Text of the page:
Our findings confirmed children’s ability to recognise certain privacy risks. But we need to expand children’s understanding of implicit data collection risks. Current tools for safeguarding children online mainly focus on enabling parents to take control or monitor children’s online activities (Wisniewski et al., 2017a; Kumar et al., 2018a). Related research with parents and their teenagers have shown that current tools often work against parents’ and children’s values of privacy, and they would prefer tools to facilitate parental mediation of children’s use of technologies rather than simply providing surveillance capabilities (Wisniewski et al., 2017a; Wisniewski, 2018). Parental involvement leading to improved learning outcomes of children is extensively supported by existing literature (Cheung and Pomerantz, 2011; Whalley, 2017); however, parents feel they are poorly supported in dealing with challenges related to facilitating their children’s use of digital technologies (Livingstone et al., 2018b). Most of the time they rely on self-guided online searches, rather than being informed by systematic, comprehensive and reliable resources (Livingstone et al., 2018b). Future tool development should consider both scaffolding children’s knowledge acquisition and facilitating the active involvement of the parents.
Several studies have looked into how to facilitate children’s learning of online privacy and safety through a co-learning process between parents and children (Zhang-Kennedy et al., 2017; Hashish et al., 2014), and demonstrated their effectiveness for increasing children’s risk recognition and coping. However, the difficulty of recognising data tracking risks is not unique to children, suggesting the need for better tools to help provide some transparency to adults and children alike (Acquisti et al., 2015; Van Kleek et al., [n. d.]). Greater transparency could also support children’s ability to make sense of the personalisation and recommendation behaviours of online platforms that dominate our information consumption online (D’Ignazio and Bhargava, 2015), by providing information about why or by whom particular content was recommended. However, given children’s development stages, especially those under 11, they probably have less ability to fully recognise the implications of these risks. Therefore, tools designers should not only help parents mediate children’s understanding of online risks but also help them to develop “big data” literacy (Hautea et al., 2017) to start to understand how information derived from online activities are captured, retained and repurposed by various entities, as well as the potential risks such retention, processing, and use carry.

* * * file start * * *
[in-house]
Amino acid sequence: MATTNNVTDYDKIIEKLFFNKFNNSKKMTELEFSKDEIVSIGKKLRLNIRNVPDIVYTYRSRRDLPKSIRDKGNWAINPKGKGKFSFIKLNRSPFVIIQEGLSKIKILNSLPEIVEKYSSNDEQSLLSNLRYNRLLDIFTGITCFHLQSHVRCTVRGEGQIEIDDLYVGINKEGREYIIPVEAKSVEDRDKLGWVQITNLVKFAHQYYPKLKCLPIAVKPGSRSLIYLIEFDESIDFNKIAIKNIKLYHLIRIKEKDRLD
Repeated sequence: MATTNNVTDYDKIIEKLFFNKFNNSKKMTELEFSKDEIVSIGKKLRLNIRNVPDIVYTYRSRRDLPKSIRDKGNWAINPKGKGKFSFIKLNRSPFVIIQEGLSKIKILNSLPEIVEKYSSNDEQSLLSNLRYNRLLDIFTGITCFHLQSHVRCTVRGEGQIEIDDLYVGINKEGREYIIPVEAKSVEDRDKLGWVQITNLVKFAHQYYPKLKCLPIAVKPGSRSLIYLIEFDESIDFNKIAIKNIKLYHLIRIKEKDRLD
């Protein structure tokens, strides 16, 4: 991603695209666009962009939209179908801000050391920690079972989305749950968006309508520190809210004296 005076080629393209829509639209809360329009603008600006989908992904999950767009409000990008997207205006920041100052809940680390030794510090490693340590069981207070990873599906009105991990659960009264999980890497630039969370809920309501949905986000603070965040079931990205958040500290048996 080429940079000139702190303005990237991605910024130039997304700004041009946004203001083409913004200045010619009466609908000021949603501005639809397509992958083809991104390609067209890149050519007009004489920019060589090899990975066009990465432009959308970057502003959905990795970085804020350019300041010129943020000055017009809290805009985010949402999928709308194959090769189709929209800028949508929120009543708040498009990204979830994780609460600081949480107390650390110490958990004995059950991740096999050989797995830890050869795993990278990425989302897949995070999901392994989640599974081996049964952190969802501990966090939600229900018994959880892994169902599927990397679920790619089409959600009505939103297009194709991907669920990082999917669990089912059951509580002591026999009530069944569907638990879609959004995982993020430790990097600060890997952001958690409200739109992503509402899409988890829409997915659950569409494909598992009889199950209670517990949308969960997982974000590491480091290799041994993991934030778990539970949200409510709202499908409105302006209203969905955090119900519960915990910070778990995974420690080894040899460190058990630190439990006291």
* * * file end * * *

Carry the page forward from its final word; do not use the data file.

7.4. Reflection on Methods